The latest residential land update signals that weakness in the new home building sector in Australia will persist throughout the remainder of 2012.
There was an improvement in land sales in the first quarter of the year but levels are still near a historical low, according to the latest HIA-RP Data Residential Land Report from the Housing Industry Association, the voice of Australia’s residential building industry.
Across the nation the volume of residential land sales rose by 6.8% in the March 2012 quarter, and are now up by 16.1% compared with the March 2011 quarter.
The weighted median residential land value in Australia increased by 1.5% in the quarter to $195,466, which is 0.8% higher compared to the same period in 2011.
The median value for capital cities increased by 2.6% to $222,458, some 3.5% higher than in the March 2011 quarter.
The median value for regional Australia was $154,232, a 1% reduction over the March 2012 quarter, and a 4.7% reduction compared with the same period in 2011.
‘The March quarter saw a 6.8% increase in land sales and it’s encouraging that the improvement was broadly-based across the states. With the exception of Adelaide, all the capital cities saw increases in the number of residential lots sold,’ said HIA senior Economist, Andrew Harvey.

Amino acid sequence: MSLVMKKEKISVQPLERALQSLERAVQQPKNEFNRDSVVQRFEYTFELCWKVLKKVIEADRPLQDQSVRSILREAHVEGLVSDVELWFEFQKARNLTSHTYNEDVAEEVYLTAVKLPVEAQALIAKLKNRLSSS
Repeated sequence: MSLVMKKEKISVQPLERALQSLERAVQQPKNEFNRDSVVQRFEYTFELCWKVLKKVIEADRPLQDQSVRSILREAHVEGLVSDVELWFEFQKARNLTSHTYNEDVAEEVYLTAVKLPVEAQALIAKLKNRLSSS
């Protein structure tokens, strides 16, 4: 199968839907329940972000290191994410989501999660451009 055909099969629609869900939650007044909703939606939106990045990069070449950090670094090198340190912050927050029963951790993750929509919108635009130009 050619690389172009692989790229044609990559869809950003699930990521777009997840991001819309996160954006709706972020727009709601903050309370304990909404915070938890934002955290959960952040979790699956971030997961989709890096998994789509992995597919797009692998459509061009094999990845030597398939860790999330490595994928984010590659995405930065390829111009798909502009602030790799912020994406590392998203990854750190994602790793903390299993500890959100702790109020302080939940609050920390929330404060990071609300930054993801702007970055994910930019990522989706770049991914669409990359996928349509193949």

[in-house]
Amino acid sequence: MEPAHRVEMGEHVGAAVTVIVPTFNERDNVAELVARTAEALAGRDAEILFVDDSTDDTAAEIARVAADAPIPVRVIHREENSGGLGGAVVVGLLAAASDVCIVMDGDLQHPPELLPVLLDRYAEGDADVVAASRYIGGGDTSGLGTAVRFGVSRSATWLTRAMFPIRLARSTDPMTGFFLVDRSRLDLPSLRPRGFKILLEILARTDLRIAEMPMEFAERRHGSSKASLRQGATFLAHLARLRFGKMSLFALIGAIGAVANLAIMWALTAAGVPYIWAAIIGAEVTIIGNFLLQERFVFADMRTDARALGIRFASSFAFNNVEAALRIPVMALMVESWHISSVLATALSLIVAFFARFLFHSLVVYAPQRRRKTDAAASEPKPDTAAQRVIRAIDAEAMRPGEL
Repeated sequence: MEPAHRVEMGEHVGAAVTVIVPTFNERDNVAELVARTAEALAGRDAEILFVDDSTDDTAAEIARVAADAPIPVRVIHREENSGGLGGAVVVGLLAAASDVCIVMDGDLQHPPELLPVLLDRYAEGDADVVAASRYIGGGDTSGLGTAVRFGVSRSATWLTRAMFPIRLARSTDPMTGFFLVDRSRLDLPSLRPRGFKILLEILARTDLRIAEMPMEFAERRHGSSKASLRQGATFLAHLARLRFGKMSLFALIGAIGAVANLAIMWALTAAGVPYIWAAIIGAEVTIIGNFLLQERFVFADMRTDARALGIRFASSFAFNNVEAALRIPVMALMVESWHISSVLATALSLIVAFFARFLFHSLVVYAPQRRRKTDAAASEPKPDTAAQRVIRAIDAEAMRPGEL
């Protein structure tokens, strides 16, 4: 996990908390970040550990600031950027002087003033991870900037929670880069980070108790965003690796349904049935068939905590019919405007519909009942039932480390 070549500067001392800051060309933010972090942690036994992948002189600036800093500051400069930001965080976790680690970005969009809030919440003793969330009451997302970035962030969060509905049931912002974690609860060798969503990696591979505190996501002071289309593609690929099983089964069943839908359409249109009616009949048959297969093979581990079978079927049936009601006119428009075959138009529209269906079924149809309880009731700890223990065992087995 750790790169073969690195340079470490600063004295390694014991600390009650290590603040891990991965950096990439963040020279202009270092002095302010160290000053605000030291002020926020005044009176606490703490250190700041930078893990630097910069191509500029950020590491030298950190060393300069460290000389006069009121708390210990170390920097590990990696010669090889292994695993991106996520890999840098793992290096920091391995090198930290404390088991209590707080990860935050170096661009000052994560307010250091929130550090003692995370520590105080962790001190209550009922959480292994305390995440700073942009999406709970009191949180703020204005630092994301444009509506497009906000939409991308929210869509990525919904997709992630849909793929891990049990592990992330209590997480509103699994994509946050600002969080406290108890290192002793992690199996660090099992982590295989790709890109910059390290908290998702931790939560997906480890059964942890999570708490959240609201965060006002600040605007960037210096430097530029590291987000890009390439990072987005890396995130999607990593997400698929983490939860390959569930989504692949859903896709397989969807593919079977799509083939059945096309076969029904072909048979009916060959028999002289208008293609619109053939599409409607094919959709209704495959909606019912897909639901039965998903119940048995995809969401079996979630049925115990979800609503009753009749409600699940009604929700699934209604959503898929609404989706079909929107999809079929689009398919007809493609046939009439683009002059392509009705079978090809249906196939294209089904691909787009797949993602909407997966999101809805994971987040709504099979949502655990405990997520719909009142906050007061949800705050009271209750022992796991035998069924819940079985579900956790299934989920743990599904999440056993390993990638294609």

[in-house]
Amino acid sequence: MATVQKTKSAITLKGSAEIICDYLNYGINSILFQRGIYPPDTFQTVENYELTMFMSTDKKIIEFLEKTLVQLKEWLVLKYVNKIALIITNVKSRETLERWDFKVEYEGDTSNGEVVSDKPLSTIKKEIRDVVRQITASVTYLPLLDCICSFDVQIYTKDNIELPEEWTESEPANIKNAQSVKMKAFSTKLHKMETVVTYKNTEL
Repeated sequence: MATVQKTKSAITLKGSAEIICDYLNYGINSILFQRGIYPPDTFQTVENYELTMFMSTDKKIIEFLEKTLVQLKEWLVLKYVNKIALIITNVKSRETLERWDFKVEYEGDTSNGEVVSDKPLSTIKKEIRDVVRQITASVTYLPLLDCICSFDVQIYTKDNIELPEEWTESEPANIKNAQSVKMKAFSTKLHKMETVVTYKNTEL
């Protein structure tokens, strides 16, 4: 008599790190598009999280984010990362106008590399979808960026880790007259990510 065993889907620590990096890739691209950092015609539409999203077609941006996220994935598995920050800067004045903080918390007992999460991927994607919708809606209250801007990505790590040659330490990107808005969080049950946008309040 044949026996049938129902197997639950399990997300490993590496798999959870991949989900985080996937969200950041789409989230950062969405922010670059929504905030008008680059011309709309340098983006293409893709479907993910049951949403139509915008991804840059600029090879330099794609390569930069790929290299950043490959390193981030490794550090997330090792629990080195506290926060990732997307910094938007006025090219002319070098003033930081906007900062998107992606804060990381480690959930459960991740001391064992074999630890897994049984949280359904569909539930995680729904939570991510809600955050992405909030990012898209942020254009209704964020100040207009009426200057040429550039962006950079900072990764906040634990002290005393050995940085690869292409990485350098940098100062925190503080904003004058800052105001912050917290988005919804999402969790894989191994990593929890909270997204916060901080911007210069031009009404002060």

‘However, the overall level of sales remains low in an historical context and we will need to see more quarters of growth to infer anything other than the possibility that sales volumes are merely bouncing along the bottom of a deep trough,’ he explained.
The new home building sector continues to face highly challenging business conditions and the prolonged period of weak land sales doesn’t provide any confidence that a recovery is on the near horizon. Meaningful reforms across all levels of government are urgently needed to address the persistent weakness in residential building,’ he added.
According to RP Data’s research director Tim Lawless, it is positive to see sales improving, although volumes remain well down on normal levels.
‘We have seen transactions for vacant land rise over two successive quarters now, however this lift comes from a historically low base. To put the number of land sales over the March quarter into perspective, transactions are about half of what we saw over the September quarter of 2009,’ he said.
‘Considering mortgage rates have moved about 55 basis points lower since March it is possible we may see a continuation in this trend of improving buyer activity but we have a long way to go before land sales get back to what might be described as normal levels,’ Lawless pointed out.
‘One of the barriers that may be stifling demand for vacant land is the fact that land prices haven’t seen any sort of correction like what was recorded across the established housing market. In fact, median land prices have risen by close to 1% over the year nationally and by 3.5% across the capital cities. Consumers are very budget conscious...
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